Tom Lynch. Picture from The Mercury
TTN Commentary: A public service union official is complaining on behalf of Tasmanian community and public service staff that few of its national parks staff are ‘fire-fit’. Instead of training staff and employing rangers in an area that desperately needs the jobs, the world-famous parks are just closed on fire ban days.
Workers’ union representative Tom Lynch claims that Freycinet National Park employs only 5 ‘fire-fit’ staff, yet has over 5000 visitors a day in peak season.
The Tourism News questions whether ‘fire-fit’ is a legitimate unit of competency.
At the end of the below piece from The Hobart Mercury, Lynch defensively says ‘“This is 100 per cent about protecting the public and has nothing to do with resourcing.”
A quick search of the phrase ‘fire-fit’ reveals a Fire & Rescue NSW program that has a lot of information sessions but no information on pricing for an 8-week program.
It is a given that public service staff should be trained in fire evacuation procedure for themselves and visitors, whether they’re manning a Visitor Information Centre or a National Park.
If Lynch’s message is legitimate – if he is only concerned about the safety of staff and tourists and not at all with gaining an expensive contract for an fitness provider – then he should argue on what losses are suffered to the public purse and to 5000 tourists and the surrounding industries when parks are closed in peak season. Lynch could argue that the cost of disappointing 5000 tourists a day, and the risk of fire could be easily mitigated by providing trained staff.
An argument for employing more people in Tasmania is an argument you can’t lose.
Tourist spots a fire threat, rangers claim
From The Mercury, 26th October 2015
PARK rangers have raised concerns about their ability to evacuate major tourism destinations in case of bushfire.
In a letter obtained by the Mercury, the union representing rangers has used the state’s most popular national park, Freycinet, as an example.
But the concerns have been dismissed by the head of the Department of Primary Industries, Parks, Water and Environment and the Tasmania Fire Service.
In September, Community and Public Sector Union state secretary Tom Lynch wrote to DPIPWE secretary John Whittington, saying there were not enough trained staff to deal with emergencies.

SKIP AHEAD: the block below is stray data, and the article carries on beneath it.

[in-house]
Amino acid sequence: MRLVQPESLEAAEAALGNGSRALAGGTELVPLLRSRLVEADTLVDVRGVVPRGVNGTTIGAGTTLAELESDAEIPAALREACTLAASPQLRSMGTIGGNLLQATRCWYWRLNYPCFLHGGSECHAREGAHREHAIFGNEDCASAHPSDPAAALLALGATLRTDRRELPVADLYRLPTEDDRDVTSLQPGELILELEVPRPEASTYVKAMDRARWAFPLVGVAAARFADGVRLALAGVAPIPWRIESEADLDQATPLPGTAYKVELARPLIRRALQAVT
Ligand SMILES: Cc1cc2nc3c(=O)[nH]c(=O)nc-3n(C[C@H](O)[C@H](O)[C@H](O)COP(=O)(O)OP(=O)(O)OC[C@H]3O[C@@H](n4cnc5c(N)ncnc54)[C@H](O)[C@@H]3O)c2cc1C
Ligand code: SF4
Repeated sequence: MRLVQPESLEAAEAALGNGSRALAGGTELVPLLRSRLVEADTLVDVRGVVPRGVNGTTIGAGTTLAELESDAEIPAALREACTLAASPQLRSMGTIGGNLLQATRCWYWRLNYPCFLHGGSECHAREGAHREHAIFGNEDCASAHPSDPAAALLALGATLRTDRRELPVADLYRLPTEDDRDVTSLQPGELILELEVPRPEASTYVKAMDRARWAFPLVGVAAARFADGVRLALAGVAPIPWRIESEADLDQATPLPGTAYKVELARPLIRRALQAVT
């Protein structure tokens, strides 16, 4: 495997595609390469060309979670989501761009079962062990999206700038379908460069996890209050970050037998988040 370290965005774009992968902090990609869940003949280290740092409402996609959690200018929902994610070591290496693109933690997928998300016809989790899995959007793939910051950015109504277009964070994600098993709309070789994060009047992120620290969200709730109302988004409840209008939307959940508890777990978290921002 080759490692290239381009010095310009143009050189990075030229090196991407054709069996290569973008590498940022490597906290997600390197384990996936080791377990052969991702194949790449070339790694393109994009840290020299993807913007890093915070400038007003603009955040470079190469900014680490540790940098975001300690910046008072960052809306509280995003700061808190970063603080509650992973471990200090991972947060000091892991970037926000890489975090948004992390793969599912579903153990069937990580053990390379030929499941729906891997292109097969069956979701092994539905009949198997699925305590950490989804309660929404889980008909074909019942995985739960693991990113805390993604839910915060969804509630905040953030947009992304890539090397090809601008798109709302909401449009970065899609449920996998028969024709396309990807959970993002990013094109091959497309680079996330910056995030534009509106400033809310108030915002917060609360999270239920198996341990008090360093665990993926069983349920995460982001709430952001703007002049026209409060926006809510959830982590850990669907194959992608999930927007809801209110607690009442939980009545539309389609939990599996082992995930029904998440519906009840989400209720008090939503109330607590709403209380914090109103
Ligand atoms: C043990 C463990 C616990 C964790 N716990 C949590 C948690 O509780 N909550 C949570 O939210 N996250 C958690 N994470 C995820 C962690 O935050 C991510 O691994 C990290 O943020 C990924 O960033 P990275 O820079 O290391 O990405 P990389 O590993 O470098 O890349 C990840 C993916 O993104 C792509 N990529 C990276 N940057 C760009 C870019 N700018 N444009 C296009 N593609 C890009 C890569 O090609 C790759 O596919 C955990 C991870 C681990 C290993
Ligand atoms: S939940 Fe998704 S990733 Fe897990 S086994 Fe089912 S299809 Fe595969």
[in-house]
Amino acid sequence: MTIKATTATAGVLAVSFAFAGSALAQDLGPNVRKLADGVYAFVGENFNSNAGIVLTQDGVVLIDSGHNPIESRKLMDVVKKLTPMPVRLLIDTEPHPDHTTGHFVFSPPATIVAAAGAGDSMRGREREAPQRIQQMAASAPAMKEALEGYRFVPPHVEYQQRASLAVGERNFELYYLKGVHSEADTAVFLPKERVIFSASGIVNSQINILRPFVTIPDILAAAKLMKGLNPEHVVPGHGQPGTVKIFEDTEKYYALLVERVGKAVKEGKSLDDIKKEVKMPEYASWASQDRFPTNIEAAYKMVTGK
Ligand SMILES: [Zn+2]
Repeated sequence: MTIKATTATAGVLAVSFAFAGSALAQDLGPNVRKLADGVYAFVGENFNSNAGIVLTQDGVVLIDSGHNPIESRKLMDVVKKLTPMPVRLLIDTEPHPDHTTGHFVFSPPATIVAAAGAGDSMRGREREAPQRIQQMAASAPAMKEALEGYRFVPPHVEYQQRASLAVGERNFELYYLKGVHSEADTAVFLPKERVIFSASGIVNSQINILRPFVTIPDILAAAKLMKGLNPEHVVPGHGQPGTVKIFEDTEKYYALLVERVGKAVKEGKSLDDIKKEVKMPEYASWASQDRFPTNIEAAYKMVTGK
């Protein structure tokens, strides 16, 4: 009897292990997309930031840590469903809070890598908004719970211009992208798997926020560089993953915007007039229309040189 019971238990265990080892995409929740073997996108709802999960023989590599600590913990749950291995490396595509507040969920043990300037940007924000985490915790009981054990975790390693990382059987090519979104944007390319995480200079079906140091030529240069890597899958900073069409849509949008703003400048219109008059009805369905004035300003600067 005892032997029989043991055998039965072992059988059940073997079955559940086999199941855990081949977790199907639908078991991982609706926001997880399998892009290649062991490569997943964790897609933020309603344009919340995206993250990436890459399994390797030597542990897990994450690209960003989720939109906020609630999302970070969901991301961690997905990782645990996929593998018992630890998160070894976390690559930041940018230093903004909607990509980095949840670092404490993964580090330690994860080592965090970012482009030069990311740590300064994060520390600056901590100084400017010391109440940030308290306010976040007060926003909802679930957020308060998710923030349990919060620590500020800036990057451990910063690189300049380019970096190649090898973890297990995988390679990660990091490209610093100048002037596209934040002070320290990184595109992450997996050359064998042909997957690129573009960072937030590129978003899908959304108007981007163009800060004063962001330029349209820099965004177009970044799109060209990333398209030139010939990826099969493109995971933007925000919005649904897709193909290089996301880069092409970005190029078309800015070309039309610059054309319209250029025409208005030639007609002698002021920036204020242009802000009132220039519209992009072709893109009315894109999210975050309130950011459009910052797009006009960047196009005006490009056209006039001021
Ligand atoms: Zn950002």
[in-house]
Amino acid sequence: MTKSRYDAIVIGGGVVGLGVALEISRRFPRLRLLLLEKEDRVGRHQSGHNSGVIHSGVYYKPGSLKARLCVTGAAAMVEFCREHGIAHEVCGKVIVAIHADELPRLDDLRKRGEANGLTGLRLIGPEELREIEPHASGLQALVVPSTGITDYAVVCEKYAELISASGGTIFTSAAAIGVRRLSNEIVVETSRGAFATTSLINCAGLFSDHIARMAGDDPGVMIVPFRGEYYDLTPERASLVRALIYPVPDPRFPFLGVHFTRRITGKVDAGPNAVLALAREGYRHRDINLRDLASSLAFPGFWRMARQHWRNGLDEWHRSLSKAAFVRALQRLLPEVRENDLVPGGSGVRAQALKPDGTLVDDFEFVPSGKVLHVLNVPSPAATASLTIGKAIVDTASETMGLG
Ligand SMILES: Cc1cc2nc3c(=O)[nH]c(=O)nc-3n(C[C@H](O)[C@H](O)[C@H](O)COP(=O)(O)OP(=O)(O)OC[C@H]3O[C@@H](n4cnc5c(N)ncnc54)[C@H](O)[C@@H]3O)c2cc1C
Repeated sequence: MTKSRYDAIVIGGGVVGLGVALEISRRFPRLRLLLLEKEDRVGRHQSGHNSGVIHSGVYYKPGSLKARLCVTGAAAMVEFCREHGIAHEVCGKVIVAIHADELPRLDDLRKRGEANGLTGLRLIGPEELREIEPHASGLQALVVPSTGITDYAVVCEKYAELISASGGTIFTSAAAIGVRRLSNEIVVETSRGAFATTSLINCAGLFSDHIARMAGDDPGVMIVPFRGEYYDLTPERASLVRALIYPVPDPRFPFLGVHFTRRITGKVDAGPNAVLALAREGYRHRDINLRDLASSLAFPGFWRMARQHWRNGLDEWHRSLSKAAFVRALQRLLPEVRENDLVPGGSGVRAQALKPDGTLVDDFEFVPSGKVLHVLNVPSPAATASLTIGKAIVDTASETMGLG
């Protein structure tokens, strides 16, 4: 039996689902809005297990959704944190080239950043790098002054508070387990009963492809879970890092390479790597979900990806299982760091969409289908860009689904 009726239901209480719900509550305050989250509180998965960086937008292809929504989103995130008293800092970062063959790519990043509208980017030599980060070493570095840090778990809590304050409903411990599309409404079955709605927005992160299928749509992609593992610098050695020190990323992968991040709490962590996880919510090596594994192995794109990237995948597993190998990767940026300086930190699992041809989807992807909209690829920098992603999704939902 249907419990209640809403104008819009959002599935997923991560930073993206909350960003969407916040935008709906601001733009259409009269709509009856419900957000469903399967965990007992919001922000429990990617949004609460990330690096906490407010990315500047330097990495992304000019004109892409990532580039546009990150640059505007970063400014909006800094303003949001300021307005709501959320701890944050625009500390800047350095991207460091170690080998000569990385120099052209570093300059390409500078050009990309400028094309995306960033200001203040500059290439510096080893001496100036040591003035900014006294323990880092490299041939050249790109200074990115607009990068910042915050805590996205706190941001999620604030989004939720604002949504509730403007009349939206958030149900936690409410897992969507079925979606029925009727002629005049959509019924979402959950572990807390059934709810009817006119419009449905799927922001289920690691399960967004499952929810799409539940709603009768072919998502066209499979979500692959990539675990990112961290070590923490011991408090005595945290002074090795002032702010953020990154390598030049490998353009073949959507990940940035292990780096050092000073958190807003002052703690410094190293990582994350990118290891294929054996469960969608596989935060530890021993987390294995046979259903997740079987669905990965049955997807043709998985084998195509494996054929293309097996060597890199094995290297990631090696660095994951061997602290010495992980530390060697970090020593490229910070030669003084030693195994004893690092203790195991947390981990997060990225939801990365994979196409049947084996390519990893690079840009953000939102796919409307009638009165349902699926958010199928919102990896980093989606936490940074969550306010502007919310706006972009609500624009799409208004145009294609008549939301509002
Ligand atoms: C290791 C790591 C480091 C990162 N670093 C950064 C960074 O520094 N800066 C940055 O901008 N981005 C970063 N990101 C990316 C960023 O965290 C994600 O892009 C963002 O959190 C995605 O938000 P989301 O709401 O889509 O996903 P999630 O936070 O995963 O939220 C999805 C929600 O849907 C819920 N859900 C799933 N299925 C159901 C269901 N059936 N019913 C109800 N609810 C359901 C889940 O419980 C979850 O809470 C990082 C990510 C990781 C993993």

“Given there are currently only five fire-fit staff based at Freycinet and that there can be up to 5000 visitors to Freycinet a day over the summer period, CPSU members are greatly concerned about their capacity to safely evacuate all visitors without placing themselves at risk of injury or worse,” Mr Lynch said.
The iconic Wineglass Bay track and others in Freycinet National Park were closed this month due to a total fire ban.
But the concerns were dismissed in a response from Mr Whittington.
“The tasks staff undertake as part of the Emergency Management Plan do not include firefighting, and therefore they do not require firefighting training,” he said.
“At times of increased fire risk, the Parks and Wildlife Service takes a statewide approach to staffing, deploying additional fire crews or staff from other centres to areas of high risk.”
Tasmania Fire Service deputy chief officer Jeffrey Harper said: “The Parks and Wildlife Service has a longstanding policy to close walking tracks on total fire ban days to protect parks’ visitors on these high risk days.
“This is 100 per cent about protecting the public and has nothing to do with resourcing.”
Emergency Services Minister Rene Hidding yesterday described Mr Lynch’s claims as “dangerous and false scaremongering”.
“We have proven time and time again that the capacity across all agencies is as good as it has ever been,” he said.